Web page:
Meet Founder of Hustle Crew: Abadesi Osunsade

For Abadesi Osunsade, moments of choosing a white doll over a Black doll to being ostracized at work for speaking on social justice issues have been the most transformative stages in her life.

Abadesi is the founder of Hustle Crew, a career development platform that trains and supports tech communities on subjects like bias, privilege, and structural oppression. Since launching in 2016, Hustle Crew has partnered with major companies like Airbnb, Product Hunt, and BBC.

As the former head of outreach at Product Hunt, and now current vice president of community at Brandwatch, Abadesi found that her most important job is to continue conversations around D&I (diversity and inclusion) and champion equity for people all across the globe.

“For me, diversity and inclusion are about walking into Google or Facebook and feeling like you're at a train station.”

Breaking Preconceived Notions

Like many of us, Abadesi formed preconceived notions about race in elementary school. She recalls a pivotal moment in her life when she was picking out a doll with her father.

The Hustle Crew CEO had her eyes on a white doll that came with a makeup set, which Abadesi now acknowledges was troubling at that age. But for young Abadesi, she was scared of being singled out and what others at school would say.

“None of my other friends had black dolls. Now, I'm going to be the weirdo with a Black doll. I'm going to be different.”

She remembers going for the white doll when her father stopped and directed her to the Black doll. Even though Abadesi protested, her father was adamant about purchasing the Black doll that reflected Abadesi's identity.

“I remember taking my Black doll, opening it up, and it had the same makeup palette as the white doll. None of the makeup worked. I was so young, and this idea of when did you realize race was a thing?”

Recognizing your race is such a powerful way to show privilege because many people of color in the Western world go through that realization.

Abadesi describes this moment as a "powerful reflection." It's a time to recognize the pervasive negative ideas and values surrounding race. Especially how it can be internalized and affect your self-perception.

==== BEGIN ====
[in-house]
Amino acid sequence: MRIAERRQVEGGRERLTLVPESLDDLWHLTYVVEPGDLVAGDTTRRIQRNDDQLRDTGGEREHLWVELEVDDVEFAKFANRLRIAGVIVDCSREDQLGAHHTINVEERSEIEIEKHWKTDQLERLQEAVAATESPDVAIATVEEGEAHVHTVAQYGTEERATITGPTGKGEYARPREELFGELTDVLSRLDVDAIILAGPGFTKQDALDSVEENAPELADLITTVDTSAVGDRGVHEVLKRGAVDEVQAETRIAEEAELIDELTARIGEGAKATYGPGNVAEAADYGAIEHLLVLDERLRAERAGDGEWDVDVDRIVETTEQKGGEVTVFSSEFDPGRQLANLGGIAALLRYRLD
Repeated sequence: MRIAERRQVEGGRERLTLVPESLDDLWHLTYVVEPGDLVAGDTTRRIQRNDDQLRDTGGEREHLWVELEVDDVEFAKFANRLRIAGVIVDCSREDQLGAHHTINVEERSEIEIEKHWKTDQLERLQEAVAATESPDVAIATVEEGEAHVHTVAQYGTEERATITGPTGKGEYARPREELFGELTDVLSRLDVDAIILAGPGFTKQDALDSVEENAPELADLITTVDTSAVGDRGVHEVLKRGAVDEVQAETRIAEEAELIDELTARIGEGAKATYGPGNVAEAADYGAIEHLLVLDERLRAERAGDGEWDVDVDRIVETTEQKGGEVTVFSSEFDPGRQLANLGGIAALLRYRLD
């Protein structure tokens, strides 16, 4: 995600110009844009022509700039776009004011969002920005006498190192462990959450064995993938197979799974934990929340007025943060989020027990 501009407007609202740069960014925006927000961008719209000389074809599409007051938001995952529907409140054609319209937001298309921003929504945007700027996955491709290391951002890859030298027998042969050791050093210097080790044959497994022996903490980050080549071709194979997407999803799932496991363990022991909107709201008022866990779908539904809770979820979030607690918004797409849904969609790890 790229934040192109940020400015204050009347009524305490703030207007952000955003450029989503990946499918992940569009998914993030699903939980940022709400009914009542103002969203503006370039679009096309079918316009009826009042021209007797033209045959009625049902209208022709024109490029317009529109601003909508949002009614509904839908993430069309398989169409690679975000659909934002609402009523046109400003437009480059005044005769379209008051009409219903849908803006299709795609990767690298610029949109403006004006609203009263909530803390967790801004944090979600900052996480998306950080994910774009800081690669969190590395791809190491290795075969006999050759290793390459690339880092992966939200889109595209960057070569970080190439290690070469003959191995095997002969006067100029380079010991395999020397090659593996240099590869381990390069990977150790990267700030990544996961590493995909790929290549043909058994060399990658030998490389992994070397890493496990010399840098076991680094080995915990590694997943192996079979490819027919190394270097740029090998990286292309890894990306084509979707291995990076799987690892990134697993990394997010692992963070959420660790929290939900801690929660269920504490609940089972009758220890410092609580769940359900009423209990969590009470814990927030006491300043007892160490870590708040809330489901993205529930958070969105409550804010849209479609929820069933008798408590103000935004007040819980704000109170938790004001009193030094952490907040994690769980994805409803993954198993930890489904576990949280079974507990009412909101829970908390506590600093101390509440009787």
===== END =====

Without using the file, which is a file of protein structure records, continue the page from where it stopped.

While Abadesi ruminated over this realization, she noticed how many white people in America were hardly confronted with the notion of their race. A huge contrast from her experience that led her to another moment of reflection.

"Recognizing your race is such a powerful way to show privilege because many people of color in the Western world go through that realization."

Rewriting The Narrative

Think about your home, going to the supermarket, or catching a bus – you often see yourself and feel representative of reality with the people around you. That's how the Hustle Crew CEO wants to feel when walking into a co-working space or major tech company.

“Suddenly there's none of that diversity. Where did the people dress differently go? Where did the people in wheelchairs go? Where do the people with the headscarf go?”

It's no secret that tech impacts our daily lives and determine the future of society. With all that power, how do they intentionally create apps that write in diversity and inclusion? That's Abadesi's mission.

“I want them to be empowered with their space at the table. I want them to have a voice. I want them to be relevant and authoritative in every aspect of the business and at every level of the business.”

Throughout her career, Abadesi saw leadership place diversity and inclusion efforts on the back-burner. As the only Black employee at a London startup, she was called a problem by colleagues for creating a more inclusive and equitable culture.

"That point in my personal journey, I didn't know a lot about systemic racism or oppression. I didn't even know much about the gender pay gap or the ethnicity pay gap."